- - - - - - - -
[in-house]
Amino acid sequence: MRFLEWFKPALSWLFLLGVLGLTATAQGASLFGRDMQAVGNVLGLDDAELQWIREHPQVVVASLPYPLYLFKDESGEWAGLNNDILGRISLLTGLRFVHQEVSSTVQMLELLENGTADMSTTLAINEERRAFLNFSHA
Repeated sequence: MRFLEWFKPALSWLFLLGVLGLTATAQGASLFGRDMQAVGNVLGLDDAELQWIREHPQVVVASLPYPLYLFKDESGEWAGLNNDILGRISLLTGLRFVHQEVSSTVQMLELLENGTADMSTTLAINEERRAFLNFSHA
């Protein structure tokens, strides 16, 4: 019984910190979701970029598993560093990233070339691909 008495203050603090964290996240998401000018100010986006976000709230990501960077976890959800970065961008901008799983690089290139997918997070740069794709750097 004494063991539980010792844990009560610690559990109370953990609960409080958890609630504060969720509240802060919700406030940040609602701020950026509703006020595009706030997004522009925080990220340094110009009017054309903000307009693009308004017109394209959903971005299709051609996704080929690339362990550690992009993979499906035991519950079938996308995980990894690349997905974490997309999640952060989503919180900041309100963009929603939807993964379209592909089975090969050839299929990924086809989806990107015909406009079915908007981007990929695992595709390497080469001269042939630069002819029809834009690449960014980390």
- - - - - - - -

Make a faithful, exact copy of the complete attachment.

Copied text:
[in-house]
Amino acid sequence: MRFLEWFKPALSWLFLLGVLGLTATAQGASLFGRDMQAVGNVLGLDDAELQWIREHPQVVVASLPYPLYLFKDESGEWAGLNNDILGRISLLTGLRFVHQEVSSTVQMLELLENGTADMSTTLAINEERRAFLNFSHA
Repeated sequence: MRFLEWFKPALSWLFLLGVLGLTATAQGASLFGRDMQAVGNVLGLDDAELQWIREHPQVVVASLPYPLYLFKDESGEWAGLNNDILGRISLLTGLRFVHQEVSSTVQMLELLENGTADMSTTLAINEERRAFLNFSHA
């Protein structure tokens, strides 16, 4: 019984910190979701970029598993560093990233070339691909 008495203050603090964290996240998401000018100010986006976000709230990501960077976890959800970065961008901008799983690089290139997918997070740069794709750097 004494063991539980010792844990009560610690559990109370953990609960409080958890609630504060969720509240802060919700406030940040609602701020950026509703006020595009706030997004522009925080990220340094110009009017054309903000307009693009308004017109394209959903971005299709051609996704080929690339362990550690992009993979499906035991519950079938996308995980990894690349997905974490997309999640952060989503919180900041309100963009929603939807993964379209592909089975090969050839299929990924086809989806990107015909406009079915908007981007990929695992595709390497080469001269042939630069002819029809834009690449960014980390």